On one of these bargain-making occasions, as the wife of the farmer of Glencotha, in Tweed-dale, went to give a boontith to Mary Yorkston, the harpy thrust, unobserved, about four pounds weight of tallow into her lap. On the return of the good-wife, the tallow was missed. She charged Mary with the theft, but Mary, with much gravity of countenance, exclaimed: "God bless ye, mistress, I wad steal from mony a one before I wad steal from you." The good-wife, however, took hold of Mary, to search her person. A struggle ensued, when the tallow fell out of Mary's lap, on the kitchen-floor. At this exposure, in the very act of stealing, the Gipsy burst into a fit of laughter, exclaiming: "The Lord hae a care o' me, mistress; ye hae surely little to spare, whan ye winna let a body take a bit tauch for a candle, to light her to bed." At another time, this Gipsy gravely told the good-wife of Eachan-mill, that she must give her a pound of butter for her boontith, that time, as it would be the last she would ever give her. Astonished at the extraordinary saying, the good-wife demanded, with impatience, what she meant. " You will," rejoined the Gipsy, "be in eternity (by a certain day, which she named,) and I will never see you again; and this will be the last boontith you will ever give me." The good-wife of Rachan-mill, however, survived the terrible prediction for several years.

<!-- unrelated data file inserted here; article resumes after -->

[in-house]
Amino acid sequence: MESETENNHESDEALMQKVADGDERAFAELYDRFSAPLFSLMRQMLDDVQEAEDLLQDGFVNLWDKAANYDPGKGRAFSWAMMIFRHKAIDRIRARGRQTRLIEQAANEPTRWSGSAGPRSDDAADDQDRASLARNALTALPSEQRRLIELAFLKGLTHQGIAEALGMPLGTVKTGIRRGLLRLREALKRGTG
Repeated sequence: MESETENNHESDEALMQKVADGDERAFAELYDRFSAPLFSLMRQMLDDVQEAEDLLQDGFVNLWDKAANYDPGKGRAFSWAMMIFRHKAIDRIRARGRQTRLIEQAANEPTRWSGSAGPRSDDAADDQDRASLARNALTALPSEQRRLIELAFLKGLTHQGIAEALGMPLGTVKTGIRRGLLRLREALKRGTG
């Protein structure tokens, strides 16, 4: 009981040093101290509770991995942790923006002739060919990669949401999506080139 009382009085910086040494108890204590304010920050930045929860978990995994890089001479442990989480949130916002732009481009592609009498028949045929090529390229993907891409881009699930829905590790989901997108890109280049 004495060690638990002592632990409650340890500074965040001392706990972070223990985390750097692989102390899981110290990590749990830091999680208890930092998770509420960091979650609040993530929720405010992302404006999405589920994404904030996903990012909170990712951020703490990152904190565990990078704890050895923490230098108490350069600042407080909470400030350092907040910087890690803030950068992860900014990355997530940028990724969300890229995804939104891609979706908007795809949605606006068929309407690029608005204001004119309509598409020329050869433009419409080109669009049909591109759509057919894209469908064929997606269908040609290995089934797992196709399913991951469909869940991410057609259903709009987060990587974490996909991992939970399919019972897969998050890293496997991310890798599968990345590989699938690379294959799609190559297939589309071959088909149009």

[The following facts will show what a Scottish Tinkler, at the present day, will sometimes do in the way of "sorning," or masterful begging. One of the race paid a visit to the house of a country ale-wife, and, in a crowded shop, vaulted the counter, and applied his bottle to her whiskey-tap. Immediately a cry, with up-lifted hands, was raised for the police, but the prudent ale-wife treated the circumstance with indifference, and exclaimed: " Hout, tout, tout! let the deil ta' a wee drappie."

On another occasion, a Gipsy woman entered a country pnblic-house, leaving her partner at a short distance from the door. Espying a drawn bottle of porter, standing on a table, in a room in which were two females sitting, she, without the least ceremony, filled a glass, and drank it off; but before she could decant another, the other Gipsy, feeling sure of the luck of his mate, from her being admitted into the premises, immediately proceeded to share it with her. But he had hardly drank off the remainder of the porter, ere a eon of the mistress of the house made his appearance, and demanded what was wanted. "Want—want?' replied the Gipsy, with a leering eye towards the empty bottle; "we want nothing—we've got all that we want!" On being ordered to "walk out of that," they left, with a smile of satisfaction playing on their weather-beaten countenances.

Such displays of Gipsy impudence sometimes call forth only a hearty laugh from the people affected by them.—Ed.]

The female Gipsies also derived considerable profits from their trade of fortune-telling. The art of telling fortunes was not, however, general among the Gipsies; it was only certain old females who pretended to be inspired with the gift of prophecy. The method which they adopted to get at the information which often enabled them to tell, if not fortunes, at least the history, and condition of mind, of individuals, with great accuracy, was somewhat this :